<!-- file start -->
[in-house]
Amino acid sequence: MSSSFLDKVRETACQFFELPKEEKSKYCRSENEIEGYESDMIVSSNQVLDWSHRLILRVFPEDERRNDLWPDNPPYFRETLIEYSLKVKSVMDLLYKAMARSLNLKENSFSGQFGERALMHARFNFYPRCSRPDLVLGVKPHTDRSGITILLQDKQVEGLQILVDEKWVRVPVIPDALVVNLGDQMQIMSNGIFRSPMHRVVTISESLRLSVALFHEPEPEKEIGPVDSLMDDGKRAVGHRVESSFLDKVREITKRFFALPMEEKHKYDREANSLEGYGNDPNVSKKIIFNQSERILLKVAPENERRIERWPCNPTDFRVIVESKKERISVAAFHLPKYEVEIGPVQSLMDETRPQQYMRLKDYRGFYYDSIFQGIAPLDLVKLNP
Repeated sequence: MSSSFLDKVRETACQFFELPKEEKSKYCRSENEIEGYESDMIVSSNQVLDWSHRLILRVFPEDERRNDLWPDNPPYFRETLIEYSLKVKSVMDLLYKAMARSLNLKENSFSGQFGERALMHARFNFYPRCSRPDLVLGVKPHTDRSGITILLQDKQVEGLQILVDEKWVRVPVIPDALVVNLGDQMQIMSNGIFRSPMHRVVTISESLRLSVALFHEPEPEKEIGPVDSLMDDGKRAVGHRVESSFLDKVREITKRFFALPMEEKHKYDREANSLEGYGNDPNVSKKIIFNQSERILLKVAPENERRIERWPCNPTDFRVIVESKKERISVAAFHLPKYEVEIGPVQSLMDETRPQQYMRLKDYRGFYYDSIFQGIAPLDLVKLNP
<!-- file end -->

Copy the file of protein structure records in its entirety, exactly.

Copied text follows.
[in-house]
Amino acid sequence: MSSSFLDKVRETACQFFELPKEEKSKYCRSENEIEGYESDMIVSSNQVLDWSHRLILRVFPEDERRNDLWPDNPPYFRETLIEYSLKVKSVMDLLYKAMARSLNLKENSFSGQFGERALMHARFNFYPRCSRPDLVLGVKPHTDRSGITILLQDKQVEGLQILVDEKWVRVPVIPDALVVNLGDQMQIMSNGIFRSPMHRVVTISESLRLSVALFHEPEPEKEIGPVDSLMDDGKRAVGHRVESSFLDKVREITKRFFALPMEEKHKYDREANSLEGYGNDPNVSKKIIFNQSERILLKVAPENERRIERWPCNPTDFRVIVESKKERISVAAFHLPKYEVEIGPVQSLMDETRPQQYMRLKDYRGFYYDSIFQGIAPLDLVKLNP
Repeated sequence: MSSSFLDKVRETACQFFELPKEEKSKYCRSENEIEGYESDMIVSSNQVLDWSHRLILRVFPEDERRNDLWPDNPPYFRETLIEYSLKVKSVMDLLYKAMARSLNLKENSFSGQFGERALMHARFNFYPRCSRPDLVLGVKPHTDRSGITILLQDKQVEGLQILVDEKWVRVPVIPDALVVNLGDQMQIMSNGIFRSPMHRVVTISESLRLSVALFHEPEPEKEIGPVDSLMDDGKRAVGHRVESSFLDKVREITKRFFALPMEEKHKYDREANSLEGYGNDPNVSKKIIFNQSERILLKVAPENERRIERWPCNPTDFRVIVESKKERISVAAFHLPKYEVEIGPVQSLMDETRPQQYMRLKDYRGFYYDSIFQGIAPLDLVKLNP